4. Please keep your comments to yourself (unless we ask for them).
I truly mean this in the kindest way possible. Not every person with psoriasis wants to talk about it. I repeat, not every person with psoriasis wants to talk about it. If we do not tell you about it, it is because we choose not to. If we do tell you about it and invite you to discuss it with us, it is because we choose to. Every person with psoriasis is different. I cover my legs because I do not feel comfortable otherwise. It has nothing to do with who I am with. If I cover my legs around you, it is because I want to, not because I don't trust you, or anything else like that. It has nothing to do with you. Please do not make our disease about you. We are all doing what we can to treat ourselves and take care of ourselves. No one has the right to tell us what we should do or how we should feel about our bodies. If we say we are uncomfortable showing our skin, then we are uncomfortable showing our skin--please do not challenge us on this. Even if you say with the best intentions, "It's fine! Come swimming with me, I won't mind," I can assure you that that is not what it's about. Whether you are a spouse, best friend, sibling, or stranger, you do not have the right to challenge our personal standards of modesty and comfort in our own bodies. We will wear bathing suits if we want to. We will wear long pants if we want to. Please do not try to change our minds. All that proves is that you think your personal feelings are more important than our sense of safety and comfort. If you truly care about us and making us feel safe, you will let us dictate the terms of how we present ourselves to you. I promise, doing that will be infinitely more supportive than telling us that you don't care if we wear shorts in your presence.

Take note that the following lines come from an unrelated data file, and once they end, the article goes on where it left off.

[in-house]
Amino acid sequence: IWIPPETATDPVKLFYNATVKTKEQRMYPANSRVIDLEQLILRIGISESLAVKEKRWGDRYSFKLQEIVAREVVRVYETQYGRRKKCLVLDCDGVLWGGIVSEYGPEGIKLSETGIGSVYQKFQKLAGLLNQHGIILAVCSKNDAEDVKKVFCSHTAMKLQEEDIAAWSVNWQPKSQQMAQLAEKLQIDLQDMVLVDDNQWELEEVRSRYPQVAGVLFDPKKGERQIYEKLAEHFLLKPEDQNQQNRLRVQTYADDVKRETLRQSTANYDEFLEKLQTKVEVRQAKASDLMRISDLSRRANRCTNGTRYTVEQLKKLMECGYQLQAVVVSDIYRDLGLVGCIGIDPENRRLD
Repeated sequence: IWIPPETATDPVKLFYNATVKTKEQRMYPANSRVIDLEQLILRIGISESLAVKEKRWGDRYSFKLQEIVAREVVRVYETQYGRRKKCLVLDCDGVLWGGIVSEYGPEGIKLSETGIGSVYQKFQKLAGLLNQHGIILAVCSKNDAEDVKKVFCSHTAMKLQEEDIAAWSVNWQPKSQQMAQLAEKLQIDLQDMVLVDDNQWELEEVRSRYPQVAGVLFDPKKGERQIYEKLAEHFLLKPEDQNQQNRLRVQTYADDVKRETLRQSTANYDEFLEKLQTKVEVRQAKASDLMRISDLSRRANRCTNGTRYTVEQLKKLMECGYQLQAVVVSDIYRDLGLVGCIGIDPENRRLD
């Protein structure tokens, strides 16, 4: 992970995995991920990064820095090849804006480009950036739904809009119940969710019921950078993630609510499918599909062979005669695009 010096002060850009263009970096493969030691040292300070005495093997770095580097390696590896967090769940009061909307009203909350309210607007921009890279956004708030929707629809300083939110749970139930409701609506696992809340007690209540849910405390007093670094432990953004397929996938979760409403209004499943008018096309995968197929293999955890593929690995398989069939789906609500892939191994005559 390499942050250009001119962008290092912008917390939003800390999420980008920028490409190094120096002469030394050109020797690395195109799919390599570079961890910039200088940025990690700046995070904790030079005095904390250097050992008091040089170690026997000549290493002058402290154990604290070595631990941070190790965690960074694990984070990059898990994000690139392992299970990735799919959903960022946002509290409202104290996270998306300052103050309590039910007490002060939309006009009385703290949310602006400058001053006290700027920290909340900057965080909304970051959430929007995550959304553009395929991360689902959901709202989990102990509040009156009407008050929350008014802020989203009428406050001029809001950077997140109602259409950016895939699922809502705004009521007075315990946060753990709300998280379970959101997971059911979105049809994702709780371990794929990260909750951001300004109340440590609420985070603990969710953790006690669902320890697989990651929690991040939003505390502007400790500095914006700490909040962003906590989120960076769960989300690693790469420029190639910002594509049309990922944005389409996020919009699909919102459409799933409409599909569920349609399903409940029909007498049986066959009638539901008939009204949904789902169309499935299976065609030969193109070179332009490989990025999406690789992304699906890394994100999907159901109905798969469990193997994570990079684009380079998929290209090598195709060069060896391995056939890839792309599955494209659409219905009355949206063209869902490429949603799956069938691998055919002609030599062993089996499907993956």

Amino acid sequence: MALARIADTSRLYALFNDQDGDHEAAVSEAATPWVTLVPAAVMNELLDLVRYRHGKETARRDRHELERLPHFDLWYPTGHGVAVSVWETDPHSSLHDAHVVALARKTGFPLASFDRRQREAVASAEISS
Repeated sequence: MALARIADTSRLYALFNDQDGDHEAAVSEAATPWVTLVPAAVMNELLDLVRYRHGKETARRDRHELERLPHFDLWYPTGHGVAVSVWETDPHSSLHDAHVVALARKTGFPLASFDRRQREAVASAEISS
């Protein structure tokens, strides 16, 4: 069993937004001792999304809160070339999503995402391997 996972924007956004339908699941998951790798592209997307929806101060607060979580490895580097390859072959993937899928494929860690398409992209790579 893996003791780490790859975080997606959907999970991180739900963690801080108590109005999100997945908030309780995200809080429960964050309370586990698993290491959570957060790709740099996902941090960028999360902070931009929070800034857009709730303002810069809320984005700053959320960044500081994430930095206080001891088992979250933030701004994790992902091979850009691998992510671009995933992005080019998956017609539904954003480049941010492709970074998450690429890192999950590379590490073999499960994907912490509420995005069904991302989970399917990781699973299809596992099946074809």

5. We do need support.
People with psoriasis are people, first and foremost. We are not our disease. But sometimes, it can be hard to separate our sense of self-worth from our condition. People with psoriasis are more likely to struggle with depression, and that stress can trigger even more flare-ups. It can turn into a vicious cycle. Even with treatment, psoriasis can only ever be managed, not cured. I've said this multiple times already, but it bears repeating--every person with psoriasis is different. Some respond better to certain medicines, others don't respond at all. Dealing with a chronic illness can take a huge toll on a person, and there will be days when we feel disgusting. There will be days when we don't. Every day is a new battle, and we cannot move mountains. You can support us by treating us as human beings. Listen to us. Talk to us when we want to talk. Remind us that we aren't alone. There is so much you can do while respecting the boundaries we have set for ourselves.
6. We are trying our best.
This last one is more of an epilogue, a culmination of every previous statement. People with psoriasis are fighting so many different demons. We are juggling personal relationships, jobs, school, hobbies, and a ton of other things along with our health. We are just like you. Our disease changes things, but it doesn't change everything. We are taking every day as it comes.
In conclusion, I hope that anyone reading this who has a friend with psoriasis has learned something. My goal is truly just to help the people in this world be a little more sensitive to the struggles of those around them. Psoriasis is just one struggle of many, but it influences a large portion of my life. The least I can do is spread awareness.
And to my fellow humans with psoriasis, I want to reiterate--you are not your disease. You are beautiful, no matter the severity of your condition. No matter what treatment, if any, you are currently on. Your worth is not one bit tarnished by your malfunctioning immune system. You are beautiful, spots and all.